I’m trying something new! I’ve decided to start writing book reviews on the blog. What, you may ask, is Toni J doing, writing book reviews? Well, I’ve got a couple reasons. First, it’ll get me to read more books consistently. Second, writing about other people’s books might just help me think and write about my own work. Oh, and third, maybe you’ll find a book in my reading pile that interests you! Look for one of these to pop up every month.
My scale, so far as I figure it right now, goes like this
Devoured! – When I find a book so awesome I just can’t put it down.
Beachable – When I’ve got time to fill and just want to read something (like on a beach!).
Couldn’t Finish – Maybe this would work for you, but I couldn’t get into it at all.
I got a rather large bag of books when I went to the Nebulas this year, so that’s where I’m going to start. Top of the stack was the United States of Japan, by Peter Tieryas.
It’s a novel that explores the question of what would happen is Japan made all the right choices in WW2. Also, if they had giant mechas to help in the fight. It was an interesting concept, very Man in the High Castle, and kept me reading even when I wasn’t all that attached to the characters.
The story begins just as the Japanese enter California, signaling the end of the war. We meet a young couple (I could never get a real bead on their ages, they seem really young, but the chick’s pregnant, so can’t be terribly so) who are liberated from an internment camp for Japanese Americans.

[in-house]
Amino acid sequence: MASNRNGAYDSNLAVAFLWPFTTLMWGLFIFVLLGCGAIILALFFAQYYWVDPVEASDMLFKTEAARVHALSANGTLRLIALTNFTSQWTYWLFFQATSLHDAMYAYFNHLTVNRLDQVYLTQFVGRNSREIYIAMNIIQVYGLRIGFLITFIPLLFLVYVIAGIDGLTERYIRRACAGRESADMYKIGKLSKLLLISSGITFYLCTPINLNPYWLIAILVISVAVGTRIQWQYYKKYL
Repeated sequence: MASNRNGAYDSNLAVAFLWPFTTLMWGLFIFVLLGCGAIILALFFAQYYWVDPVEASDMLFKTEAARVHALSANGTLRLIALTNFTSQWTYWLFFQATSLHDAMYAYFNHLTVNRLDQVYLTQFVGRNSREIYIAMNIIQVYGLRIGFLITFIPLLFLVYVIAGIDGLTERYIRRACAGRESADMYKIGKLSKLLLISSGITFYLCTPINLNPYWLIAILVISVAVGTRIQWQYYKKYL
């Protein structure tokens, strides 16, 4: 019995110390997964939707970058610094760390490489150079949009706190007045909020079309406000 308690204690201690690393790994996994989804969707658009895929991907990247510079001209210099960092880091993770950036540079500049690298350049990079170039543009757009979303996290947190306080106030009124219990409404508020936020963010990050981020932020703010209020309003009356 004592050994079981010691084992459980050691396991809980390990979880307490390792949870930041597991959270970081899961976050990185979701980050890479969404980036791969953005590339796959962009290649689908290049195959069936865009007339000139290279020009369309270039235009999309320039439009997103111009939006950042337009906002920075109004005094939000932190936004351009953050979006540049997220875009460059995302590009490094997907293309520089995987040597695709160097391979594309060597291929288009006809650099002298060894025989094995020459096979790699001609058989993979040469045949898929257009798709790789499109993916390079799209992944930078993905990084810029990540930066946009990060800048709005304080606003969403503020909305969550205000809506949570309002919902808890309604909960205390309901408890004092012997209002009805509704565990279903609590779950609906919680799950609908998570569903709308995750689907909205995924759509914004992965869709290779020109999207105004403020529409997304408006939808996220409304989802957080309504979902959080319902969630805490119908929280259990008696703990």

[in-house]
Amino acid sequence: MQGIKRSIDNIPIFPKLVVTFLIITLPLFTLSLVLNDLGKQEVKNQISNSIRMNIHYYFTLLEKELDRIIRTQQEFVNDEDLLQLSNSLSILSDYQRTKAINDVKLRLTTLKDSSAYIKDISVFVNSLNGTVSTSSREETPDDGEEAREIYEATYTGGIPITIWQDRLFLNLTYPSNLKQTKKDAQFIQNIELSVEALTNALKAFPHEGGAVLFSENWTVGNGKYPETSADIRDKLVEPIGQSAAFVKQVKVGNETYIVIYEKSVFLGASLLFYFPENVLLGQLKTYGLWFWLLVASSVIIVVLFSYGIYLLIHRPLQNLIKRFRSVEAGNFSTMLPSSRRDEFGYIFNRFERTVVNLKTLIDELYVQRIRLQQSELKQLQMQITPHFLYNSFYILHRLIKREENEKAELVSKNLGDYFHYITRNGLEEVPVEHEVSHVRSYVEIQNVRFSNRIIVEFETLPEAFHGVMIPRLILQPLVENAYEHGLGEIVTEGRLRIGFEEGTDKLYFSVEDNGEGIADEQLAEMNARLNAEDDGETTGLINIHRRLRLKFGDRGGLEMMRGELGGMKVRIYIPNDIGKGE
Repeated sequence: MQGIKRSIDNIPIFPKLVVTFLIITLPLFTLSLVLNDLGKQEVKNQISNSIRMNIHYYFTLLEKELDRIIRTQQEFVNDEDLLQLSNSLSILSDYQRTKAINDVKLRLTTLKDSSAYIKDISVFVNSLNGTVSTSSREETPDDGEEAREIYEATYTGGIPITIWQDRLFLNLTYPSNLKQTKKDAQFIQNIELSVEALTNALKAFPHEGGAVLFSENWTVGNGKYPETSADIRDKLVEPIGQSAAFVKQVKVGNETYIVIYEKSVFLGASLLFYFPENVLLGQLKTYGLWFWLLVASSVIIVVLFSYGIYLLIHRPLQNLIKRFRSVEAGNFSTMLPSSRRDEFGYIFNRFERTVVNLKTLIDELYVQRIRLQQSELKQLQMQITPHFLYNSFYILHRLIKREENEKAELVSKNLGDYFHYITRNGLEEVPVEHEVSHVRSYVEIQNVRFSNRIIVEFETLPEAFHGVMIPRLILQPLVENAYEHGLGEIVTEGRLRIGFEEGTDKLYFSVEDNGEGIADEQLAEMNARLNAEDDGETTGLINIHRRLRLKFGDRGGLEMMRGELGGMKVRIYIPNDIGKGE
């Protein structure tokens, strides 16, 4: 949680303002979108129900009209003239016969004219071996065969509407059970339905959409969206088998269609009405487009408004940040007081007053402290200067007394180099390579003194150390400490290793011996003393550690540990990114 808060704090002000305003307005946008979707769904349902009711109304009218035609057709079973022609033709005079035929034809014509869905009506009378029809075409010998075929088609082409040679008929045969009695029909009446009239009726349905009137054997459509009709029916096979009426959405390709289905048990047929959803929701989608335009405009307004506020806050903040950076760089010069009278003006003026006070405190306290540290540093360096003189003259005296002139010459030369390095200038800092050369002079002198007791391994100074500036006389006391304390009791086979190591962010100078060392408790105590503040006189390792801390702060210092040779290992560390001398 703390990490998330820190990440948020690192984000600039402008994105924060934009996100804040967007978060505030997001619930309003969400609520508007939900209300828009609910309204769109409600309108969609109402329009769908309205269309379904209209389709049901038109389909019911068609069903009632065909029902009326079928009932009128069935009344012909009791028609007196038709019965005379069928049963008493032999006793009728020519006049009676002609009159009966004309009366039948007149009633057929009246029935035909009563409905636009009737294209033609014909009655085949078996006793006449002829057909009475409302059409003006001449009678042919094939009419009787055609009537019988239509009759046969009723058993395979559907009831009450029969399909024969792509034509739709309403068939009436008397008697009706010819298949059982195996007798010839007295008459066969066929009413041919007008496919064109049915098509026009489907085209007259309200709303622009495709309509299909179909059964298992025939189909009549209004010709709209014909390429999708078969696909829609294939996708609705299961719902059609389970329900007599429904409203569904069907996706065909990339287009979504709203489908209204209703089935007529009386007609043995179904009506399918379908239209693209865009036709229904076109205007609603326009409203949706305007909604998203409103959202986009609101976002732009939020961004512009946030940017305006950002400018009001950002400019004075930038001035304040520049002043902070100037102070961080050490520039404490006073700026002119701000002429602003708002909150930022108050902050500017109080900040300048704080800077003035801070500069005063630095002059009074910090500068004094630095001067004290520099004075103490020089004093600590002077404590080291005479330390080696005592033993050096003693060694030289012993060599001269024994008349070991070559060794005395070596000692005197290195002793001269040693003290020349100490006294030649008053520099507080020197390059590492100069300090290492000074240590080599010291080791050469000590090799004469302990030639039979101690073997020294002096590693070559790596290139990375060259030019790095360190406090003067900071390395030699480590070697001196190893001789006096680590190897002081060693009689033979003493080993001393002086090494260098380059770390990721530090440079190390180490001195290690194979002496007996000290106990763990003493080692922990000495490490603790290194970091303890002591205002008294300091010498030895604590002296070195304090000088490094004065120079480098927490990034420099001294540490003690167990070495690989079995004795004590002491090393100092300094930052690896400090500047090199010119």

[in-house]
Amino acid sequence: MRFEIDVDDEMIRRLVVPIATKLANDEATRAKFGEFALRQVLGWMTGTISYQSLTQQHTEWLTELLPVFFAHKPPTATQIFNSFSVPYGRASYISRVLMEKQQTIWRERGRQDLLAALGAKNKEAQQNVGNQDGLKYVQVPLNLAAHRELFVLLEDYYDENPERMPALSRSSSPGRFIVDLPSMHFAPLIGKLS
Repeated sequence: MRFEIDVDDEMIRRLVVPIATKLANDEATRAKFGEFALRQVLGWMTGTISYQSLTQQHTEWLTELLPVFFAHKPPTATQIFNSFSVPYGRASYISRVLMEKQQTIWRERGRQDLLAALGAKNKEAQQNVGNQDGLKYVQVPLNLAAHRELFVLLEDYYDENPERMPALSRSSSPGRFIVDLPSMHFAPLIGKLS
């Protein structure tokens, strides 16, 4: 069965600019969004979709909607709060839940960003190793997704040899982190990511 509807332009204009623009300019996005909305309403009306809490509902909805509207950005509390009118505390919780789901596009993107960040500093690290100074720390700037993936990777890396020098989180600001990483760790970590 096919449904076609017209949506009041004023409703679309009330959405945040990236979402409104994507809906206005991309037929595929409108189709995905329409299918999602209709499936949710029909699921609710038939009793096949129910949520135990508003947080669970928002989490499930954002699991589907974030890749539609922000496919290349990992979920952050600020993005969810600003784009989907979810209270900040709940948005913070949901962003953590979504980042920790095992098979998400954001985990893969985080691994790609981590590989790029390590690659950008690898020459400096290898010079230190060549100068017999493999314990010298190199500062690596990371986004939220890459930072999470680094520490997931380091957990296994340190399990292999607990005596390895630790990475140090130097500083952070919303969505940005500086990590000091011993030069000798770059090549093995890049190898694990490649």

We then flash forward to the late ’80s where we meet Beniko, the couple’s lazy tech genius of a son. He monitors video games for unpatriotic actions the players take. He is contacted by an old superior in the army, which puts him in agent Akiko Tsukino’s spotlight. She thinks he’s criminally useless, or maybe just criminal. Ben proves to be the only one who can help uncover clues at a murder scene, so Akiko’s forced to bring him along as she tries to root out the George Washingtons, the last American resistance group.
The investigation sets off a chain of events that propels the two through a weird, sometimes cold and oppressive, sometimes colorfully wild landscape.
It’s a fascinating cyberpunk world. I enjoyed all the little tech elements, and the dark atmosphere of the alternate SoCal. The concept driving the story was interesting to think about. And I’m a sucker for mecha fights. But, the plot itself just didn’t catch me. I kept wondering if one or another character was going to die, and if I would care if it happened. I read for the worldbuilding, not for the story itself, but the worldbuilding was enough for me.
My rating for United States of Japan: Beachable